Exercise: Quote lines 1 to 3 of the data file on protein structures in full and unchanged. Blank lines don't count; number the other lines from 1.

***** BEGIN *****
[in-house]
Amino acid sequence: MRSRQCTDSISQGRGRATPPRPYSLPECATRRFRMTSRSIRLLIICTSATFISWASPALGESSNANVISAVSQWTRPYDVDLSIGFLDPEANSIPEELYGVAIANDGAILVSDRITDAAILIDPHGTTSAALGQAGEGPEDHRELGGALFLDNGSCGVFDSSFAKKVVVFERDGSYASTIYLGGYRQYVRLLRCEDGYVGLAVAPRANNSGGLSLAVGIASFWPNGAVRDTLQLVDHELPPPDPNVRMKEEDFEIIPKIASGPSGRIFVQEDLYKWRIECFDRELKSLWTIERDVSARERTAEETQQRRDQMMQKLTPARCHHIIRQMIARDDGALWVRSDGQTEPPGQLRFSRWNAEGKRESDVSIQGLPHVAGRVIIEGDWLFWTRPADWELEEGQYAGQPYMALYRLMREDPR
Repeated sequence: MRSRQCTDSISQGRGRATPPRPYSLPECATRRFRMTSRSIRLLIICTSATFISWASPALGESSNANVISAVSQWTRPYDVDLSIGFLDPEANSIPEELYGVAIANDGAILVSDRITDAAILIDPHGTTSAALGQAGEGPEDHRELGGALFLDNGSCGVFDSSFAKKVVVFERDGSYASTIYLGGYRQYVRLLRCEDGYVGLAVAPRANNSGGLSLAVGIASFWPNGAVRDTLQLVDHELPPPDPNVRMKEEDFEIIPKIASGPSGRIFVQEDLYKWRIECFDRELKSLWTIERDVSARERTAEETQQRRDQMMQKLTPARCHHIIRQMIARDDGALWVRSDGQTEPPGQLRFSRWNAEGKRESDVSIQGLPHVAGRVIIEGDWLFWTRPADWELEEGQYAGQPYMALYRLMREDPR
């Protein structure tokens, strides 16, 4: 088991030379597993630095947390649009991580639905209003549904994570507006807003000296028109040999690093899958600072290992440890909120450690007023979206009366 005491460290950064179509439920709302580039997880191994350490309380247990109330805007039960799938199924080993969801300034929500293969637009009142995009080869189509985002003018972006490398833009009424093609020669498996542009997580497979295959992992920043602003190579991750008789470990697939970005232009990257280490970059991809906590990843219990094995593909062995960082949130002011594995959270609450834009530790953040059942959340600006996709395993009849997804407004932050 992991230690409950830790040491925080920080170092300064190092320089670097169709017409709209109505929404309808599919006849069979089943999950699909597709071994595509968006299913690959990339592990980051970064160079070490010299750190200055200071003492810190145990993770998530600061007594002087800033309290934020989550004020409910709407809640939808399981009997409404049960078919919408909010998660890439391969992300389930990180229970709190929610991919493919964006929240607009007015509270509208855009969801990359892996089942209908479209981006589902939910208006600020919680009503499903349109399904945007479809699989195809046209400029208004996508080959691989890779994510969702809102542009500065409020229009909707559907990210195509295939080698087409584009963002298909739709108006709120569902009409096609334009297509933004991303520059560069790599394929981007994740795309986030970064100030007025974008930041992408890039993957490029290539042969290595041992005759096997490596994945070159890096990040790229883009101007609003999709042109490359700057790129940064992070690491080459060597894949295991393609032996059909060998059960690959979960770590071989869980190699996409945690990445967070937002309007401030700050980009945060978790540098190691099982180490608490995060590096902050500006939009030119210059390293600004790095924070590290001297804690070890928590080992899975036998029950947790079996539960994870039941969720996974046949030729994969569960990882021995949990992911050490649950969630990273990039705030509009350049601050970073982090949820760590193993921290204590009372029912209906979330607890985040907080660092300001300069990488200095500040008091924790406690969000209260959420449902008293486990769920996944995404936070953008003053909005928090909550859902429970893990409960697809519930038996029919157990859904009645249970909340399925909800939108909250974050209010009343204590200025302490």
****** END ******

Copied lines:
[in-house]
Amino acid sequence: MRSRQCTDSISQGRGRATPPRPYSLPECATRRFRMTSRSIRLLIICTSATFISWASPALGESSNANVISAVSQWTRPYDVDLSIGFLDPEANSIPEELYGVAIANDGAILVSDRITDAAILIDPHGTTSAALGQAGEGPEDHRELGGALFLDNGSCGVFDSSFAKKVVVFERDGSYASTIYLGGYRQYVRLLRCEDGYVGLAVAPRANNSGGLSLAVGIASFWPNGAVRDTLQLVDHELPPPDPNVRMKEEDFEIIPKIASGPSGRIFVQEDLYKWRIECFDRELKSLWTIERDVSARERTAEETQQRRDQMMQKLTPARCHHIIRQMIARDDGALWVRSDGQTEPPGQLRFSRWNAEGKRESDVSIQGLPHVAGRVIIEGDWLFWTRPADWELEEGQYAGQPYMALYRLMREDPR
Repeated sequence: MRSRQCTDSISQGRGRATPPRPYSLPECATRRFRMTSRSIRLLIICTSATFISWASPALGESSNANVISAVSQWTRPYDVDLSIGFLDPEANSIPEELYGVAIANDGAILVSDRITDAAILIDPHGTTSAALGQAGEGPEDHRELGGALFLDNGSCGVFDSSFAKKVVVFERDGSYASTIYLGGYRQYVRLLRCEDGYVGLAVAPRANNSGGLSLAVGIASFWPNGAVRDTLQLVDHELPPPDPNVRMKEEDFEIIPKIASGPSGRIFVQEDLYKWRIECFDRELKSLWTIERDVSARERTAEETQQRRDQMMQKLTPARCHHIIRQMIARDDGALWVRSDGQTEPPGQLRFSRWNAEGKRESDVSIQGLPHVAGRVIIEGDWLFWTRPADWELEEGQYAGQPYMALYRLMREDPR